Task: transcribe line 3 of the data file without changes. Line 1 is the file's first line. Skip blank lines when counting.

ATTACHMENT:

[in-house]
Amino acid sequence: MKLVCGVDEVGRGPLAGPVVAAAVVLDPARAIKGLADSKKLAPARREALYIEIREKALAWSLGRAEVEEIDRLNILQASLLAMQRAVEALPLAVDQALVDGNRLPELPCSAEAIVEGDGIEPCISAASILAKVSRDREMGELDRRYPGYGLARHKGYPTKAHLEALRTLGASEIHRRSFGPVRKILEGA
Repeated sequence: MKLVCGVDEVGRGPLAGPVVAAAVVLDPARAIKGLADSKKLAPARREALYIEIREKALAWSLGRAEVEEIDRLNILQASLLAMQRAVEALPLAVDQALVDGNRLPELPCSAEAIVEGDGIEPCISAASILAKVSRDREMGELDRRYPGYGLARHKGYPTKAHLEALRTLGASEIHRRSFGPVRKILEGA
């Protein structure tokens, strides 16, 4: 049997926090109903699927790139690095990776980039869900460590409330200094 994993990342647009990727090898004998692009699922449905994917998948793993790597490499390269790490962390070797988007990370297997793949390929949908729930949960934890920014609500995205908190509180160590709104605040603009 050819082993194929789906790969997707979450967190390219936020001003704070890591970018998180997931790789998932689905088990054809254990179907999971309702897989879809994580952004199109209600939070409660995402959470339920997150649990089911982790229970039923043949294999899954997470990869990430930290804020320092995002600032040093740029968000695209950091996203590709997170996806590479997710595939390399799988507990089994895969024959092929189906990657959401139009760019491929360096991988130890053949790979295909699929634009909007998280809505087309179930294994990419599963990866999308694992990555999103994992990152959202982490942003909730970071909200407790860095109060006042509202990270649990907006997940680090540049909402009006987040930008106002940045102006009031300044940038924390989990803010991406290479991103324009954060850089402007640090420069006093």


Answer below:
Repeated sequence: MKLVCGVDEVGRGPLAGPVVAAAVVLDPARAIKGLADSKKLAPARREALYIEIREKALAWSLGRAEVEEIDRLNILQASLLAMQRAVEALPLAVDQALVDGNRLPELPCSAEAIVEGDGIEPCISAASILAKVSRDREMGELDRRYPGYGLARHKGYPTKAHLEALRTLGASEIHRRSFGPVRKILEGA